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Tribe and County Reach Agreement on ATV/UTV Roads Within the Reservation

By Joe Morey

News Editor

After negotiations made between the Tribe and the County, an ordinance has passed through both the County’s Public Works Committee and the full County Board by votes on Tuesday, April 17, which has re-opened several roads through the Reservation to ATV/UTV use.

The Sawyer County ATV Alliance President, Cathy LeReau, reported to the Public Works Committee that she had been in discussion that afternoon with members of the Tribal Governing Board, and that they had proposed opening almost all the routes.

LeReau said that the Tribe said County Hwy E through Reserve and Skunawong communities would remain closed, as well as a section of County Hwy NN to Conger Road through Six Mile.

“All businesses that were affected by the closures will now have access,” LeReau stated. “I’m looking forward to a relationship with the Tribe in the future and we can keep moving forward.”

The new county ordinance also stated that all roads open to ATV/UTV use passing through the Reservation will only be open between the hours of 6:00 am and 11 pm, while all other county roads will be open 24 hours per day.

The owner of Chippewa Pines Resort spoke to the Committee and expressed his belief that policing re-routes and closed roads, and who could drive on them, would be a policing nightmare.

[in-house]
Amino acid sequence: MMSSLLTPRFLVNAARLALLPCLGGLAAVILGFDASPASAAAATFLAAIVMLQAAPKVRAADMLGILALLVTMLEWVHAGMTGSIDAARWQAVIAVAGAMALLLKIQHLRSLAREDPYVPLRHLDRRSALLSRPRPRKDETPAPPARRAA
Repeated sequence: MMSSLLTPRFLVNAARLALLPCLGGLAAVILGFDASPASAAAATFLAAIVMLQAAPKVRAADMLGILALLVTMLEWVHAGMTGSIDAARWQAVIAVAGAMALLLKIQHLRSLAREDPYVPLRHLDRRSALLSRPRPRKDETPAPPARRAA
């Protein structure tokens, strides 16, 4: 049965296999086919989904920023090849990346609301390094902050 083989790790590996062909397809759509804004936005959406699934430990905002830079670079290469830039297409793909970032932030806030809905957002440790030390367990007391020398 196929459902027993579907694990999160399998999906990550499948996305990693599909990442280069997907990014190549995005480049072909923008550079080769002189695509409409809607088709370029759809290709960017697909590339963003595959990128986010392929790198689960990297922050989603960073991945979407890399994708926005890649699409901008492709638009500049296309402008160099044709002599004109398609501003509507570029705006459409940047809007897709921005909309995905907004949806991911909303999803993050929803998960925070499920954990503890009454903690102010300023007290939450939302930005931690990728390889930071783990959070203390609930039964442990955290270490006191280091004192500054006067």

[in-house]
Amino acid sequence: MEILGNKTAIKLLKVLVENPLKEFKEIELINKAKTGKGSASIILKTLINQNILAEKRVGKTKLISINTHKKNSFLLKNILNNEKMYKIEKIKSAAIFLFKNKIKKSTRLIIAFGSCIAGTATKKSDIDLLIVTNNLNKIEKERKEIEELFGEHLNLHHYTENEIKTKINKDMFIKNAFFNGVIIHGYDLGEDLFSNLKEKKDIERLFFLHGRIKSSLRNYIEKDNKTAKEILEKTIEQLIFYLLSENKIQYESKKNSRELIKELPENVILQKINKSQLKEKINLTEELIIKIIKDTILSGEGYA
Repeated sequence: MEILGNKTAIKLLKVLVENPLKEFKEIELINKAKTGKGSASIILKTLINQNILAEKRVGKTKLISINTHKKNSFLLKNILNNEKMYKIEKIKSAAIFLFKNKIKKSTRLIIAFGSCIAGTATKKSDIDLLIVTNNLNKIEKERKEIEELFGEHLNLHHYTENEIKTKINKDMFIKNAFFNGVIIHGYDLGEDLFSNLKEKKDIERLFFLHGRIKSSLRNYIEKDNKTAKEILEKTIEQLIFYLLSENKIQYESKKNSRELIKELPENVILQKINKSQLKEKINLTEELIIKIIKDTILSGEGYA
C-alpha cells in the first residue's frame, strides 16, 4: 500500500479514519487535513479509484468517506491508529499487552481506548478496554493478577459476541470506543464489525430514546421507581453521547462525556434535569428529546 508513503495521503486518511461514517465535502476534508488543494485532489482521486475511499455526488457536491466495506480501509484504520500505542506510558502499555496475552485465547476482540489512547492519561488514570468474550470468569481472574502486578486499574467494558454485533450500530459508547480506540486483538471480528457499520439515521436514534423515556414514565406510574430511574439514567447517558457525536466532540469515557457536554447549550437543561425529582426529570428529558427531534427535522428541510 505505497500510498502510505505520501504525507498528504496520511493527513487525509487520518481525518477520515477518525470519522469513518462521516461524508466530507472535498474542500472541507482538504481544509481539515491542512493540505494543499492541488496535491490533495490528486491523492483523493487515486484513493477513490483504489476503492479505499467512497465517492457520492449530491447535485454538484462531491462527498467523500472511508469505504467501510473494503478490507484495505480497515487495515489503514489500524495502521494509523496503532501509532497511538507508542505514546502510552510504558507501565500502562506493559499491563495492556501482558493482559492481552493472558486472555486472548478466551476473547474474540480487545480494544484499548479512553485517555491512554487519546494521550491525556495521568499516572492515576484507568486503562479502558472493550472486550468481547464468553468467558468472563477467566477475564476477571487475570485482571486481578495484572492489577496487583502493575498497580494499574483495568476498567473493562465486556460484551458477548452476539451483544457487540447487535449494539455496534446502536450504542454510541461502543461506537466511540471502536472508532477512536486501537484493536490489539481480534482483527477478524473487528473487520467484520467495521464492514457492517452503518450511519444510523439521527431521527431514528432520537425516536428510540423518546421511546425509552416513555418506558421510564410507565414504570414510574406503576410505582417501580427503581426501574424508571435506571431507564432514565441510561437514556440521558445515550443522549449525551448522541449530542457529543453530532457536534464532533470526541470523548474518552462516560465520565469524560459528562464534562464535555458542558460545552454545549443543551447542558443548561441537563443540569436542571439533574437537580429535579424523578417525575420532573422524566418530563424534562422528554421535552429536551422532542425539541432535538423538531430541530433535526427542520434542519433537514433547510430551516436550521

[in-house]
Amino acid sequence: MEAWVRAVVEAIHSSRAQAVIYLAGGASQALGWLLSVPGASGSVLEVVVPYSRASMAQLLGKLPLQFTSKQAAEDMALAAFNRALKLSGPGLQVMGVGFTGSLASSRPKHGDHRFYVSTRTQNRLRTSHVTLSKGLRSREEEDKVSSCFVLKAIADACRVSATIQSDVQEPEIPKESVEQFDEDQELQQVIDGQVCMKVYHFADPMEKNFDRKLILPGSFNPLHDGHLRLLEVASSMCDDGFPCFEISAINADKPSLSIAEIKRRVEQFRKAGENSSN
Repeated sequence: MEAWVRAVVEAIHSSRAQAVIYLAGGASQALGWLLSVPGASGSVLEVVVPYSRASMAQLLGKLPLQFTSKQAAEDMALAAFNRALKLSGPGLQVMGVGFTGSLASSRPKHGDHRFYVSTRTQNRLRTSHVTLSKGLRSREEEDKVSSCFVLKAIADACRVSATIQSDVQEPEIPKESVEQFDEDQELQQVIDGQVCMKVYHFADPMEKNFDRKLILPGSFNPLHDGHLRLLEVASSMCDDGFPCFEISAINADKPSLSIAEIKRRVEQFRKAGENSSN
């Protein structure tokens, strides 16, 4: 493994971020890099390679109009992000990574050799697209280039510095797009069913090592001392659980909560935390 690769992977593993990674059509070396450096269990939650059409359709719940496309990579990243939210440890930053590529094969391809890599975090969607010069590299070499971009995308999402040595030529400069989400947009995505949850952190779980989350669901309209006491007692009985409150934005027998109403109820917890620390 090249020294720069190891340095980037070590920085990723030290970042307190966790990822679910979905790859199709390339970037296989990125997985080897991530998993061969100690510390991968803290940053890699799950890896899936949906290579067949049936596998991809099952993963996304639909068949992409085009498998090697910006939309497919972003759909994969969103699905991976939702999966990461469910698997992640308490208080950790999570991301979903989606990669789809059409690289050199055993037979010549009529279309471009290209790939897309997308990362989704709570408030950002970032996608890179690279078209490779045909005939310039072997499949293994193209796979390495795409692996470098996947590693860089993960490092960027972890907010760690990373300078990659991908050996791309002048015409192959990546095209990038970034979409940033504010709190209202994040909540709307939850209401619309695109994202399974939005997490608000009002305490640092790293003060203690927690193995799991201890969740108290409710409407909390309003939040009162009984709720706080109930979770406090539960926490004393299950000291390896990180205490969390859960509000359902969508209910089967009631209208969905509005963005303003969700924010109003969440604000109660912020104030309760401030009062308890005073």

“There’s no way to police this without extreme prejudice,” he stated. He shared concerns about who would decides who gets off and who doesn’t when pulled over, or how do you decide who is Tribal or non-Tribal.

The LCO Attorney General’s Office had discussed this with the Tribal Governing Board (TGB) and stated in previous articles that a permit sticker would be required. For now, riders are simply required to stay on the open routes.

James Schlender Jr., LCO Attorney General, stated at the public works meeting treaty rights and case law about LCO’s right to a homeland are things you learn in the first year of law school.

“When we talk about restricting trails, we understand we have an economic benefit, and we understand we don’t live in a vacuum. We all have to move about together,” Schlender stated. “LCO will work with you, but don’t tell us what you’re ‘going to do,’ ask us. The County came and asked us, and we are working together. We’re sharing stories. We’ve heard what the businesses are having to endure. Bass Lake came and asked us and we’re working with them.”

Schlender stated that a group of 20 ATV’s is great for businesses, but not for the houses in those tribal communities.

“We reached out to some Towns, and some wouldn’t even recognize the authority of the Tribal Government,” Schlender continued. He added that the Tribe is willing to litigate in court if need be.

He said the Tribe is asking that they be patient with them while they work this out. This is a new phenomenon only coming about in the last decade.

“We can work out a solution, and if not, we can go to court,” Schlender told the committee members.

County Board member Mark Helwig proposed that a time limit be added to all county roads like the Tribe has for roads within the Reservation. He said he had heard from residents that they don’t like the noise of the ATV’s at all hours of the night. The other four committee members opposed any hours of operation and so the ordinance passed without a time limit, while observing the Tribe’s hours of operation on Rez, which are 6 am to 11 pm.


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